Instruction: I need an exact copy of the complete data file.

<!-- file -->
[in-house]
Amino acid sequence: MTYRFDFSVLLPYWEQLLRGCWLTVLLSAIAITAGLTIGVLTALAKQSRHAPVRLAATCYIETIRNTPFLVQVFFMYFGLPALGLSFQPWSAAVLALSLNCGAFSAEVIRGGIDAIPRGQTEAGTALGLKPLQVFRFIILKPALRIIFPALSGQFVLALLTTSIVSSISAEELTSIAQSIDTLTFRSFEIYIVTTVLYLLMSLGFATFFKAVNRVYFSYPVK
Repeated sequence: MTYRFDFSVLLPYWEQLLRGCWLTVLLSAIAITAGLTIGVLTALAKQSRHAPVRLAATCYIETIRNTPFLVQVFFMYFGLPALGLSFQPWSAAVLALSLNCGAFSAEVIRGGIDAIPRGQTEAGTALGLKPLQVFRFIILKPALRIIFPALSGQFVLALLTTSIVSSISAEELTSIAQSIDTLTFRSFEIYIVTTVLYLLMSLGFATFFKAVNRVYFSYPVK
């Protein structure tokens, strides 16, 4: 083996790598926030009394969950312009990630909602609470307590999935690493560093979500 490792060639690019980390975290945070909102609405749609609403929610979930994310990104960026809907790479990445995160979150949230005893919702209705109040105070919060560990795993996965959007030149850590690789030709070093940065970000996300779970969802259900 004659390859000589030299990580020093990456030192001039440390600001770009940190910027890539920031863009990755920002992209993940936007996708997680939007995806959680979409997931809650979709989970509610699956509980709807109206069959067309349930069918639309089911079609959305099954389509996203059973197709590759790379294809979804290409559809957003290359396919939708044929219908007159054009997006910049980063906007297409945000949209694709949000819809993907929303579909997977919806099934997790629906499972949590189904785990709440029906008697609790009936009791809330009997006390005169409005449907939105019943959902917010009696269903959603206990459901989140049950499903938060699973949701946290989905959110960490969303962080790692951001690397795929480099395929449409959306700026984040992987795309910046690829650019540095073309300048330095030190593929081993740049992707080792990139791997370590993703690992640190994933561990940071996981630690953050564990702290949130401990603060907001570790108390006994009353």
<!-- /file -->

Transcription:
[in-house]
Amino acid sequence: MTYRFDFSVLLPYWEQLLRGCWLTVLLSAIAITAGLTIGVLTALAKQSRHAPVRLAATCYIETIRNTPFLVQVFFMYFGLPALGLSFQPWSAAVLALSLNCGAFSAEVIRGGIDAIPRGQTEAGTALGLKPLQVFRFIILKPALRIIFPALSGQFVLALLTTSIVSSISAEELTSIAQSIDTLTFRSFEIYIVTTVLYLLMSLGFATFFKAVNRVYFSYPVK
Repeated sequence: MTYRFDFSVLLPYWEQLLRGCWLTVLLSAIAITAGLTIGVLTALAKQSRHAPVRLAATCYIETIRNTPFLVQVFFMYFGLPALGLSFQPWSAAVLALSLNCGAFSAEVIRGGIDAIPRGQTEAGTALGLKPLQVFRFIILKPALRIIFPALSGQFVLALLTTSIVSSISAEELTSIAQSIDTLTFRSFEIYIVTTVLYLLMSLGFATFFKAVNRVYFSYPVK
């Protein structure tokens, strides 16, 4: 083996790598926030009394969950312009990630909602609470307590999935690493560093979500 490792060639690019980390975290945070909102609405749609609403929610979930994310990104960026809907790479990445995160979150949230005893919702209705109040105070919060560990795993996965959007030149850590690789030709070093940065970000996300779970969802259900 004659390859000589030299990580020093990456030192001039440390600001770009940190910027890539920031863009990755920002992209993940936007996708997680939007995806959680979409997931809650979709989970509610699956509980709807109206069959067309349930069918639309089911079609959305099954389509996203059973197709590759790379294809979804290409559809957003290359396919939708044929219908007159054009997006910049980063906007297409945000949209694709949000819809993907929303579909997977919806099934997790629906499972949590189904785990709440029906008697609790009936009791809330009997006390005169409005449907939105019943959902917010009696269903959603206990459901989140049950499903938060699973949701946290989905959110960490969303962080790692951001690397795929480099395929449409959306700026984040992987795309910046690829650019540095073309300048330095030190593929081993740049992707080792990139791997370590993703690992640190994933561990940071996981630690953050564990702290949130401990603060907001570790108390006994009353």